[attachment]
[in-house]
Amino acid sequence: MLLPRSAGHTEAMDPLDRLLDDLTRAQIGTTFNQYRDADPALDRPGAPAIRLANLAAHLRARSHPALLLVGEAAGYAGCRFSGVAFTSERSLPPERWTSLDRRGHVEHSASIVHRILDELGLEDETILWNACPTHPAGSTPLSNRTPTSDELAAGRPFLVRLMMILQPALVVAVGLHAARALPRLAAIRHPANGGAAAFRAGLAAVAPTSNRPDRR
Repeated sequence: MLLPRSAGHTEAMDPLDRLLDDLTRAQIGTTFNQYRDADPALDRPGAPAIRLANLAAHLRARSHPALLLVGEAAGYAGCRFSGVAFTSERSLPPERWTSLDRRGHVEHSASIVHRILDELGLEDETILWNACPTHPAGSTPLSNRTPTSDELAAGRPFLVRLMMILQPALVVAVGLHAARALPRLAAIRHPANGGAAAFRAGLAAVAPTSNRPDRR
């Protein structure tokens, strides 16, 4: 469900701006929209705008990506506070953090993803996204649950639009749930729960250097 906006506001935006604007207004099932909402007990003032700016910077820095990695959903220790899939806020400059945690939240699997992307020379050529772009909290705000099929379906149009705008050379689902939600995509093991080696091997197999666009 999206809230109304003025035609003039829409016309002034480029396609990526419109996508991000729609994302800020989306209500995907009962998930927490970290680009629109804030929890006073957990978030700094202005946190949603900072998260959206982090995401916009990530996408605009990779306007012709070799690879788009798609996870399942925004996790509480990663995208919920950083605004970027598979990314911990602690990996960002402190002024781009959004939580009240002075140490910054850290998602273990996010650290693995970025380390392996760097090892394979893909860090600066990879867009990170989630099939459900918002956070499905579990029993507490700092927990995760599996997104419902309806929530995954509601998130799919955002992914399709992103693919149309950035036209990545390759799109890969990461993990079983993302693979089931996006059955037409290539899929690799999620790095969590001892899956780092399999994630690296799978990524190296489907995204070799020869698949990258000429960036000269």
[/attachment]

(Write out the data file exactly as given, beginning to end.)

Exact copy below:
[in-house]
Amino acid sequence: MLLPRSAGHTEAMDPLDRLLDDLTRAQIGTTFNQYRDADPALDRPGAPAIRLANLAAHLRARSHPALLLVGEAAGYAGCRFSGVAFTSERSLPPERWTSLDRRGHVEHSASIVHRILDELGLEDETILWNACPTHPAGSTPLSNRTPTSDELAAGRPFLVRLMMILQPALVVAVGLHAARALPRLAAIRHPANGGAAAFRAGLAAVAPTSNRPDRR
Repeated sequence: MLLPRSAGHTEAMDPLDRLLDDLTRAQIGTTFNQYRDADPALDRPGAPAIRLANLAAHLRARSHPALLLVGEAAGYAGCRFSGVAFTSERSLPPERWTSLDRRGHVEHSASIVHRILDELGLEDETILWNACPTHPAGSTPLSNRTPTSDELAAGRPFLVRLMMILQPALVVAVGLHAARALPRLAAIRHPANGGAAAFRAGLAAVAPTSNRPDRR
């Protein structure tokens, strides 16, 4: 469900701006929209705008990506506070953090993803996204649950639009749930729960250097 906006506001935006604007207004099932909402007990003032700016910077820095990695959903220790899939806020400059945690939240699997992307020379050529772009909290705000099929379906149009705008050379689902939600995509093991080696091997197999666009 999206809230109304003025035609003039829409016309002034480029396609990526419109996508991000729609994302800020989306209500995907009962998930927490970290680009629109804030929890006073957990978030700094202005946190949603900072998260959206982090995401916009990530996408605009990779306007012709070799690879788009798609996870399942925004996790509480990663995208919920950083605004970027598979990314911990602690990996960002402190002024781009959004939580009240002075140490910054850290998602273990996010650290693995970025380390392996760097090892394979893909860090600066990879867009990170989630099939459900918002956070499905579990029993507490700092927990995760599996997104419902309806929530995954509601998130799919955002992914399709992103693919149309950035036209990545390759799109890969990461993990079983993302693979089931996006059955037409290539899929690799999620790095969590001892899956780092399999994630690296799978990524190296489907995204070799020869698949990258000429960036000269």